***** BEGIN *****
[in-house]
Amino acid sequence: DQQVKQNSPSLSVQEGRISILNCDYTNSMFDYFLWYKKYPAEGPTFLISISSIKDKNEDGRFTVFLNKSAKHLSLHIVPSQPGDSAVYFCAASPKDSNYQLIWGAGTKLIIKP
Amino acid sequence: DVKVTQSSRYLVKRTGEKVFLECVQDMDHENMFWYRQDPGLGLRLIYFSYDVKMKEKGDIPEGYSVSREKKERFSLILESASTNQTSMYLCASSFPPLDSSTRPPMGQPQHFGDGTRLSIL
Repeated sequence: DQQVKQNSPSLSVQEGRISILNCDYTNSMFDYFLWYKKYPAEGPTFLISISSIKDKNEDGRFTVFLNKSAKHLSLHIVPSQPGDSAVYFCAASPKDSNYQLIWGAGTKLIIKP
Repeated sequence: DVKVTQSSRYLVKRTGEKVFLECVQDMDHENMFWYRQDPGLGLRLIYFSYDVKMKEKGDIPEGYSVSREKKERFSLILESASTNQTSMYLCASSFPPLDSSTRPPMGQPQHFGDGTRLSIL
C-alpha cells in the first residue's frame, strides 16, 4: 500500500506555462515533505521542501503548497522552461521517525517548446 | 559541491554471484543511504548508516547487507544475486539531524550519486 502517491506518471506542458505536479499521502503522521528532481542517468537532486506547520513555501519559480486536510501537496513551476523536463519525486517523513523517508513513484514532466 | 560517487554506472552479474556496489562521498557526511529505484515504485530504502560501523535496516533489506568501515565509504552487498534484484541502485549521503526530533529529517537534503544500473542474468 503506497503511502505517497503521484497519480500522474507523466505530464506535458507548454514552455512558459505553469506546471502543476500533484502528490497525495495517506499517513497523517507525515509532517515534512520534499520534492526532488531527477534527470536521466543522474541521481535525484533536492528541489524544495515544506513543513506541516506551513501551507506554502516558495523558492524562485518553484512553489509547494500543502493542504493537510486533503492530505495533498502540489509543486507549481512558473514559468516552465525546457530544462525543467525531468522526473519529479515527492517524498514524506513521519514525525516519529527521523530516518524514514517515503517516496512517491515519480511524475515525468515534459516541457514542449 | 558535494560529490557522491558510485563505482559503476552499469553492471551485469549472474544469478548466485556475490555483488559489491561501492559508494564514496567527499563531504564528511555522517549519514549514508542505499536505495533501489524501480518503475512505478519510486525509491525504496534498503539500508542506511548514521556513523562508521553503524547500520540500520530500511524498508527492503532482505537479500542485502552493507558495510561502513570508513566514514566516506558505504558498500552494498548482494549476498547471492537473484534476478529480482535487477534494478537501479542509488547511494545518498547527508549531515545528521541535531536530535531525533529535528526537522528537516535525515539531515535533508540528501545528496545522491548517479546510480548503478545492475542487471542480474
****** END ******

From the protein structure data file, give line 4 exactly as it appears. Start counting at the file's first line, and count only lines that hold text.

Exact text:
Repeated sequence: DQQVKQNSPSLSVQEGRISILNCDYTNSMFDYFLWYKKYPAEGPTFLISISSIKDKNEDGRFTVFLNKSAKHLSLHIVPSQPGDSAVYFCAASPKDSNYQLIWGAGTKLIIKP